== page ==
Solo sailing can be an equipment intensive activity. Alone at sea, far from shore, the single-handed sailor succeeds by setting the boat up so tasks which are easy for many pairs of hands are manageable with just one.
The single most important piece of equipment for single-handed sailing is a reliable self-steering system. This can be an electronic autopilot or a wind vane system, as long as it frees the sailor up to do other jobs and grab some sleep. Sail handling systems, safety gear, and communications are also crucial.
The Importance of Self Steering
Crossing the Pacific with my family, we lost our autopilot a day and a half out of the Galapagos. We had four people on board - two adults and two teenagers, and we set a watch schedule to handle the lack of self steering. But we learned a few things, the most important being that it is nearly impossible to leave the helm without an autopilot. We used our watch schedule to make sure someone was always on hand to relieve the driver for nature breaks or to fetch drinks and adjust things in the cockpit you couldn't reach from the helm.
Sure, you can lash off the wheel for a couple of minutes to run forward and deal with something, but if that slips, you're going to drop the course and the wind. If you're in the middle of handling a sail change or tying something down, that could turn bad quickly. When you're by yourself, you really don't want to lose control of a sail or the boat.
Types of Self Steering
Electronic autopilots and wind vane steering are the two most common types of self-steering, and they both have strengths and weaknesses. An autopilot needs power and has a processor, compass, control head, and some sort of drive system connected to the steering. If any of these components can fail, and if you don't have a spare, you may be out of luck.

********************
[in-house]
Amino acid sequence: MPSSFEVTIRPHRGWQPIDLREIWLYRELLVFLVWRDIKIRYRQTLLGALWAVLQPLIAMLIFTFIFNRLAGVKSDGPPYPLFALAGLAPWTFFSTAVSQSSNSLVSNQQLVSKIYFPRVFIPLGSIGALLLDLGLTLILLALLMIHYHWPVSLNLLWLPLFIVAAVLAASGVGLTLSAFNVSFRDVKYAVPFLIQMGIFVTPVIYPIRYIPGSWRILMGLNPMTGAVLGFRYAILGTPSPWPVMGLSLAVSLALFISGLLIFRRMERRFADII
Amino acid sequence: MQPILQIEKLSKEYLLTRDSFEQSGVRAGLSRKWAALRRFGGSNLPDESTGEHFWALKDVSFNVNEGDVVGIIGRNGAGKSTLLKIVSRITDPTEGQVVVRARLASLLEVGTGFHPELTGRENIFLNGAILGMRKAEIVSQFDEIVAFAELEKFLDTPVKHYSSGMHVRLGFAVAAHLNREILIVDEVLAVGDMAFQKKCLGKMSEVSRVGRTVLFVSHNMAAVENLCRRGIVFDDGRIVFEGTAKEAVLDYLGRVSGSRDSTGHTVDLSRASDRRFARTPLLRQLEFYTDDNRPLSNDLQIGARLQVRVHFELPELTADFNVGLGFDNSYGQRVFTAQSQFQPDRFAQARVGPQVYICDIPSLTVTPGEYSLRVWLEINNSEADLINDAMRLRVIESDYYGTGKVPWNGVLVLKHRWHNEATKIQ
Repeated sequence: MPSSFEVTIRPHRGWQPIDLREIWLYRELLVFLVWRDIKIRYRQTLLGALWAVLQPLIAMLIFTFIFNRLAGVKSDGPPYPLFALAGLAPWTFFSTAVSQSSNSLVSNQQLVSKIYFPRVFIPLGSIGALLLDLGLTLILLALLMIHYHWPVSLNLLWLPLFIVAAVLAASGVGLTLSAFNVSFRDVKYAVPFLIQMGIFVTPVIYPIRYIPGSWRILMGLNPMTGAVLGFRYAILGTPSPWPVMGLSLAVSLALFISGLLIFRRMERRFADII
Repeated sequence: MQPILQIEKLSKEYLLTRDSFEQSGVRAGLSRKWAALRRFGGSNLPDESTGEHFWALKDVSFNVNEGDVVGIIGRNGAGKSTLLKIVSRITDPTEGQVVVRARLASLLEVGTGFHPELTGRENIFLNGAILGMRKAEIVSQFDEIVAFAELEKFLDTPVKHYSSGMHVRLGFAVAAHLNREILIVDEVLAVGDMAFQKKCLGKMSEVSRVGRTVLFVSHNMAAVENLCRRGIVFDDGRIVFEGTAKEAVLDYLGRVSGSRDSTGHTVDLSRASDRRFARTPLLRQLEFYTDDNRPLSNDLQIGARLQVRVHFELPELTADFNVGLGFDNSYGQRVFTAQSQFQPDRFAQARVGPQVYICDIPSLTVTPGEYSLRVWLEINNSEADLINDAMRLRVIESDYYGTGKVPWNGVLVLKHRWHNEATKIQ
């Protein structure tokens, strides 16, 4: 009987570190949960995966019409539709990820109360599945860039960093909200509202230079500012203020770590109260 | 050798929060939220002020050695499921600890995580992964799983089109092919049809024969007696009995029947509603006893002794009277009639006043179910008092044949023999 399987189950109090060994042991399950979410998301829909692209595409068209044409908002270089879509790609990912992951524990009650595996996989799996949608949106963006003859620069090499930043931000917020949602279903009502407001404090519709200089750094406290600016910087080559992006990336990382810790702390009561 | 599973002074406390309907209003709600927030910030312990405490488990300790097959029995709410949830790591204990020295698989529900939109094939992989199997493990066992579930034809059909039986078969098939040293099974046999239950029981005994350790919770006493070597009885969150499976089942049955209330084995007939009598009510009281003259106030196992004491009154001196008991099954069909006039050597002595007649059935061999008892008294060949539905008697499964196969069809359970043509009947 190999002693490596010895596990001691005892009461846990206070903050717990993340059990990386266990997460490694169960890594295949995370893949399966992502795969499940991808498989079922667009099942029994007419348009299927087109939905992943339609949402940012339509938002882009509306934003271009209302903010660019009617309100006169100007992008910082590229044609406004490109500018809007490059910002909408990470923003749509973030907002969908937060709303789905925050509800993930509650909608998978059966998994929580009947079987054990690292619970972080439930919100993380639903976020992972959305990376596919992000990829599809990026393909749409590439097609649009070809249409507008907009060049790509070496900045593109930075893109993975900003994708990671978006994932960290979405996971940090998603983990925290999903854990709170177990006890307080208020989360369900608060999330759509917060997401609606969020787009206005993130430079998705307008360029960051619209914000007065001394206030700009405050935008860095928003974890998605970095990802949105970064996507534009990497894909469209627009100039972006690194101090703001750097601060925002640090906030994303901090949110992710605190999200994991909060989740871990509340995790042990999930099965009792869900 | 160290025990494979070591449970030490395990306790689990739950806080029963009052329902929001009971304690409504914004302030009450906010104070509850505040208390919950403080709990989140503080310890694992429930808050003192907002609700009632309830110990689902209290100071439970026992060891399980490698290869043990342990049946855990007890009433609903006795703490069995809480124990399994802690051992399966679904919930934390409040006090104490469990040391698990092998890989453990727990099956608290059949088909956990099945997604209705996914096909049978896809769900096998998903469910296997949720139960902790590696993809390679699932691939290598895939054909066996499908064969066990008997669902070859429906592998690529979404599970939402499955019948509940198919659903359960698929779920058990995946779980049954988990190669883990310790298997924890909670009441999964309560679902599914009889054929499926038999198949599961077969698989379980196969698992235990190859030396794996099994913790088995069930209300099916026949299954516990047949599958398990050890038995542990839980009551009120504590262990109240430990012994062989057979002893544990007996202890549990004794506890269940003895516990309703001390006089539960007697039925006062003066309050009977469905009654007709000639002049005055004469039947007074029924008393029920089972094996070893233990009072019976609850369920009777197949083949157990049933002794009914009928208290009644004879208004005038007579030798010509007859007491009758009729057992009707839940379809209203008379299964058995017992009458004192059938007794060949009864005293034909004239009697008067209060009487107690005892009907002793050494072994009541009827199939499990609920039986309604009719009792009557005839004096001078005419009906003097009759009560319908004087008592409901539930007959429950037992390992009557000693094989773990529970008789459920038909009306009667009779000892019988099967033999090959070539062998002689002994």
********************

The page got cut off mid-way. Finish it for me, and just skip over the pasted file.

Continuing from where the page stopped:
A good autopilot will steer a straight line in all but the worst conditions, and can be programmed to follow a plotted course or sail with the wind. The smart capabilities of the autopilot make it better for more accurate navigation, as it's not just pointing you straight against the wind, it's trying to get you to a specific point on the ocean. But it can't adjust the sails, so it's not a "point and forget" solution - if you want to sail in a straight line under autopilot you may need to adjust the sails.
Wind vane steering is a popular option for solo sailors if the boat can fit it. Using a wind vane and a series of gears and control lines, a wind vane will keep the vessel pointed on a set angle off the wind. They are very forgiving, require no power, and keep the sails filled. But they don't navigate for you, they just keep you going in a straight line. If the wind shifts, they’ll keep you on that angle with it, even if you’re suddenly sailing in the wrong direction.
Backups to backups
Without self steering, a solo sailor may struggle with basic boat handling. Lashing the wheel or tiller is a short-term option, but it's not the best for longer tasks or sleeping.
A best practice approach is to install a wind vane along with an autopilot. It's more expensive, but gives you a couple of advantages.
First, you can pick which tool to use for the conditions. In light or shifty conditions or when motoring a wind vane is not very helpful, but an autopilot can keep you in a straight line no matter how the wind clocks around. With steady breeze, use the wind vane, save power, and sail well.
The most important benefit is backup. If one self-steering system breaks, you still have a fallback position, so you can still sail the boat by yourself.
Other crucial single-handing gear
Self steering isn't the only game changer for the solo sailor. For successful short handed sailing, there are two goals. The first is to set up everything on the boat to be as easy to handle as possible for one person. The second is to allow the solo sailor to do all functions on the boat while keeping it in control and staying safe and healthy.
"One hand for you, one for the boat," is a great safety rule to live by, but it's sometimes a hard one when there's no one on hand to help you. Dropping, hoisting, changing, and bagging sails are one of those tasks they do well with four hands, are doable with two, but can get quite time-consuming with just one.